Luna and the Big Blur: A Story for Children Who Wear Glasses

Overview

Do you remember the first time you had to wear glasses as a child? For the thousands of children today who experience this unsettling change in their lifestyle, Luna and the Big Blur helps them feel good about their glasses and themselves. Luna is a young girl who hates her glasses and decides she won't wear them. This delightful story describes the many mishaps that occur when Luna leaves her glasses at home. She eventually learns to accept her nearsightedness after a supportive talk with her father, who is able...
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Overview

Do you remember the first time you had to wear glasses as a child? For the thousands of children today who experience this unsettling change in their lifestyle, Luna and the Big Blur helps them feel good about their glasses and themselves. Luna is a young girl who hates her glasses and decides she won't wear them. This delightful story describes the many mishaps that occur when Luna leaves her glasses at home. She eventually learns to accept her nearsightedness after a supportive talk with her father, who is able to show her that she can feel good about all of her own special qualities. All children will be able to relate to Luna's feelings of being different, and will turn to her story again and again to lightheartedly resolve the many issues that plague them when they feel that they don't fit in. Also included is an introduction for parents.ABOUT THE AUTHOR:
Shirley Day is the Corporate Communications Specialist for the St. Petersburg (Florida) Times. This is her first children's book.

ILLUSTRATOR BIOGRAPHY: Don Morris also works for the Times as an illustrator. He has illustrated two other children's books. Shirley and Don both wear eyeglasses.

A young girl who hates her glasses learns to appreciate them after spending a day without them.

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Editorial Reviews

Children's Literature - Wendy M. Smith-D'Arezzo
Luna is a small girl who wears big glasses that she hates. One night, she has a dream that she can see without her glasses; upon waking she finds out the dream is not true. The story is somewhat contrived on several levels. For example, Luna does not like her name, thinking it has something to do with Tuna fish; she finds out at the end of the story that her mom and dad named her for the goddess of the moon. The story behind Luna's name is very special and does not seem to be one that her parents would withhold until she is old enough to complain about her name. The pictures are cartoonish in style, and the characters in the story, particularly Luna, have wonderful expressions of happiness, sadness, surprise, and dejection. At the end are notes to parents about how to help a child who needs glasses. As Dr. Plotsky points out, children often want to have glasses when they see a classmate with glasses, so this might not be as much of an issue as it was when the book was first published. Reviewer: Wendy M. Smith-D'Arezzo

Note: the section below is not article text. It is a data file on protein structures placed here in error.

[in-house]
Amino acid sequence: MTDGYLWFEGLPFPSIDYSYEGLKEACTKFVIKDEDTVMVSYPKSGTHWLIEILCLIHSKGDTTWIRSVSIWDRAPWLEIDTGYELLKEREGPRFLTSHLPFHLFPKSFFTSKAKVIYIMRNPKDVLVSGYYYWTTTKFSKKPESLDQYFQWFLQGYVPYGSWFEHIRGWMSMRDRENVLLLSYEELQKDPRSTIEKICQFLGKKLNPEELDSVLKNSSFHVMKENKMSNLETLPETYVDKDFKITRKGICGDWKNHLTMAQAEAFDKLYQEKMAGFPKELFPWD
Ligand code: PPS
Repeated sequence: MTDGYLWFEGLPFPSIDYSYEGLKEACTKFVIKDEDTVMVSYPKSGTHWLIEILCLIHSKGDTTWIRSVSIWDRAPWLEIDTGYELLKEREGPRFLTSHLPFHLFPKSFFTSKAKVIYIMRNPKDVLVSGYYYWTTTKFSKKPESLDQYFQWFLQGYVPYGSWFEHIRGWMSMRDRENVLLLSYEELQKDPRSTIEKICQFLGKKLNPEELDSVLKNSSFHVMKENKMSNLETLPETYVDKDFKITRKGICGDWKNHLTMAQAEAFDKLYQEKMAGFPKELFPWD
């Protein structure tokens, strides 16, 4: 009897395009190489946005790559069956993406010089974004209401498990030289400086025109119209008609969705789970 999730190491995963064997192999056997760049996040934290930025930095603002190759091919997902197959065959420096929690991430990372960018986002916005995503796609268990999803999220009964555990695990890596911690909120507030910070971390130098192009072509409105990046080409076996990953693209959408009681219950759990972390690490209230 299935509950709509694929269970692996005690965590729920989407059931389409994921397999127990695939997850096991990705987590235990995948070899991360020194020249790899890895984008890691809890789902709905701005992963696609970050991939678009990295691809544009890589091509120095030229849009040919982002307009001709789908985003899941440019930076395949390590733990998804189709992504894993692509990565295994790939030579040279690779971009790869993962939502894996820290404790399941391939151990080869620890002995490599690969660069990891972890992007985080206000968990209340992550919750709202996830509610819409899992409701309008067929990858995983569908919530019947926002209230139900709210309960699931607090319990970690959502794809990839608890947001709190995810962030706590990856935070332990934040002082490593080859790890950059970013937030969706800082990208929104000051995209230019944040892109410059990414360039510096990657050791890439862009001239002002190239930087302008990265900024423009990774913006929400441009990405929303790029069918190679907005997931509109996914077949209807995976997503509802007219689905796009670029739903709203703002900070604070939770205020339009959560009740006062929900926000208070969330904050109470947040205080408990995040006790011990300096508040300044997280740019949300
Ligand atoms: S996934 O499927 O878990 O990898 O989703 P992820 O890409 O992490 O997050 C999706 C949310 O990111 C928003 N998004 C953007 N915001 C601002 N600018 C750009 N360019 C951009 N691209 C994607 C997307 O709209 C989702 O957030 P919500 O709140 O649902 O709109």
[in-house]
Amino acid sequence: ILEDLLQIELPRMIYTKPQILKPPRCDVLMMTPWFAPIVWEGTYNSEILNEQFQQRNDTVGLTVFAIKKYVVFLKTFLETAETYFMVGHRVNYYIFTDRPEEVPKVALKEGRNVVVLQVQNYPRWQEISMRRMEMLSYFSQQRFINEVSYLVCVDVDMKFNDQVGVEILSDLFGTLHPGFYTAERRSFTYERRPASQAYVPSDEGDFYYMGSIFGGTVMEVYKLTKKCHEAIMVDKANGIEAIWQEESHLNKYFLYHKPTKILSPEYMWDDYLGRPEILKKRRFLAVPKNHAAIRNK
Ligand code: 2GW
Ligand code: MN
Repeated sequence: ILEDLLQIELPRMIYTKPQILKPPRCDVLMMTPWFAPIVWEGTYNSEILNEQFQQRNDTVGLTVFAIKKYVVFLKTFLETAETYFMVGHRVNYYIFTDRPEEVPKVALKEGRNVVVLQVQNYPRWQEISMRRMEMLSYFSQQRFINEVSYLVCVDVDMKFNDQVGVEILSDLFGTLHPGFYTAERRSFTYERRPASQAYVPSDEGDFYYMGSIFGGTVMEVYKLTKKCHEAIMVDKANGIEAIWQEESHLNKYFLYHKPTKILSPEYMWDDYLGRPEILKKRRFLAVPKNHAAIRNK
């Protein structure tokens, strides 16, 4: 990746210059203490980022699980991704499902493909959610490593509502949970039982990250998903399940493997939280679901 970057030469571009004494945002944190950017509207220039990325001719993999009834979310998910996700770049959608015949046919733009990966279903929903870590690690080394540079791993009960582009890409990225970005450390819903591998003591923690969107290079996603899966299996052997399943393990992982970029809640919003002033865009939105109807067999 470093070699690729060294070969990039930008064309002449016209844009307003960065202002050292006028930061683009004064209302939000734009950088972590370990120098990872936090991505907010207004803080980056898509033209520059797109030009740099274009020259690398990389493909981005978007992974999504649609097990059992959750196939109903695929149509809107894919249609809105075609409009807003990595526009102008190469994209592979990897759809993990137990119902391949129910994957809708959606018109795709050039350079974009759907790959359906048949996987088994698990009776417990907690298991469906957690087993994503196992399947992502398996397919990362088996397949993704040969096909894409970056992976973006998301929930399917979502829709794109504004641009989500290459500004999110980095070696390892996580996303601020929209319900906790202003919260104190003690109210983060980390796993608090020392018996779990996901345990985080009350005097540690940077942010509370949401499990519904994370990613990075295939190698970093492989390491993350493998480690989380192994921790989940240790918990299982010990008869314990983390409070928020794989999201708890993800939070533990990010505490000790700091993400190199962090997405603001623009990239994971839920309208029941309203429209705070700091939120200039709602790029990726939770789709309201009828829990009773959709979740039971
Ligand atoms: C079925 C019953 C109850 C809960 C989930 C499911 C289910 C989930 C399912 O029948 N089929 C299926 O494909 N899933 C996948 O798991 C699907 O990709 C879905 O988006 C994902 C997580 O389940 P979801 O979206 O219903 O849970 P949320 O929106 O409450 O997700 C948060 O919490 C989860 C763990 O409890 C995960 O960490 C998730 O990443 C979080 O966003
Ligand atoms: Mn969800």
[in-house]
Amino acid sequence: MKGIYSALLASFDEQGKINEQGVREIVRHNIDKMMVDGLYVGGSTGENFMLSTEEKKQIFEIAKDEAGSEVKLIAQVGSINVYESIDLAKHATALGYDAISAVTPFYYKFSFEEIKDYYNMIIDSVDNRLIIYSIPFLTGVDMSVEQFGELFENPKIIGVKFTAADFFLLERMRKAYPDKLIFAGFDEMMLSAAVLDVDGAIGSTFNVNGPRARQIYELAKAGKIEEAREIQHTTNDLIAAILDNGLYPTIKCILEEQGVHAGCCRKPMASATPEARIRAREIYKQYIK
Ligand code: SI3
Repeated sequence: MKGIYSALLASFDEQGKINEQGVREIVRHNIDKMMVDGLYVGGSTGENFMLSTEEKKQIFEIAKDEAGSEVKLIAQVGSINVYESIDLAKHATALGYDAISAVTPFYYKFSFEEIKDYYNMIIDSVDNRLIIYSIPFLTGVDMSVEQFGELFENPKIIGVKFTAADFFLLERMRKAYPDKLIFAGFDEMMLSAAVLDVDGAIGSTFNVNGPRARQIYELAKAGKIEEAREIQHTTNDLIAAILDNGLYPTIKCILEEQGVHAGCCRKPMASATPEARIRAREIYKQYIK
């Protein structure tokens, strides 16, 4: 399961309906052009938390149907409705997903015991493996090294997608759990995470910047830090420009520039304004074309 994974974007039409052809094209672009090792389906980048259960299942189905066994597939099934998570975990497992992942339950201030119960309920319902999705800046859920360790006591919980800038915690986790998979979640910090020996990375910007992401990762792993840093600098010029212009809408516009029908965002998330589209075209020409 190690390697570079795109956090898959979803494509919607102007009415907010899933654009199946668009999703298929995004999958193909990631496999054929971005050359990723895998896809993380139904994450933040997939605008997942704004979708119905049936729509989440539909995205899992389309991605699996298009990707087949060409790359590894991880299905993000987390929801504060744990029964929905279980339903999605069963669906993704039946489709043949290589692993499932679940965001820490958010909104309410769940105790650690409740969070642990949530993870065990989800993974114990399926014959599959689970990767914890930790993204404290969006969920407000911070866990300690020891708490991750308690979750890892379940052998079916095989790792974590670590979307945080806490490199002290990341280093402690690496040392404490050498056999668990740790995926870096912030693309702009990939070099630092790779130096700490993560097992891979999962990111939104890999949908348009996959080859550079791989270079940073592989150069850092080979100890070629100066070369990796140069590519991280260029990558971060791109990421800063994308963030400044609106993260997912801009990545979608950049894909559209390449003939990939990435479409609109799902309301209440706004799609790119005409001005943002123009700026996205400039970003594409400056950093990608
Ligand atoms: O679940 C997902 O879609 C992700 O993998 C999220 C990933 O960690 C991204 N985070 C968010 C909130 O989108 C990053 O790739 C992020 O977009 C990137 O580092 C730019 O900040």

School Library Journal
PreS-Gr 3-Nearsighted Luna hates wearing glasses, and she hates her name, which she believes her parents chose because they favor tuna fish. One night, she dreams she can see everything perfectly. But when she tries doing without her glasses the next day, she bumps into things and has several near misses. When her father tells her that she is special and that she was actually named after the moon, she immediately cheers up and announces that she doesn't mind wearing glasses anymore. Readers will find it difficult to believe that Luna, who can supposedly see well up close, would actually stir the goldfish instead of a pot of soup or eat cat treats instead of cookies. Also, her complete change of heart is much too abrupt to be credible. In watercolor cartoon drawings with ink cross-hatching, Morris depicts the child wearing yellow frames with red polka dots-her choice, admittedly, but they are so outlandishly big on her face that it is little wonder she hates them. For a more humorous treatment of the subject, try Lane Smith's Glasses-Who Needs 'Em? (Viking, 1991).-Marianne Saccardi, Norwalk Community-Technical College, CT
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Product Details

  • ISBN-13: 9781433803994
  • Publisher: American Psychological Association
  • Publication date: 9/28/2008
  • Edition description: Revised
  • Edition number: 2
  • Pages: 32
  • Sales rank: 227,628
  • Age range: 5 - 8 Years
  • Product dimensions: 7.80 (w) x 9.80 (h) x 0.10 (d)

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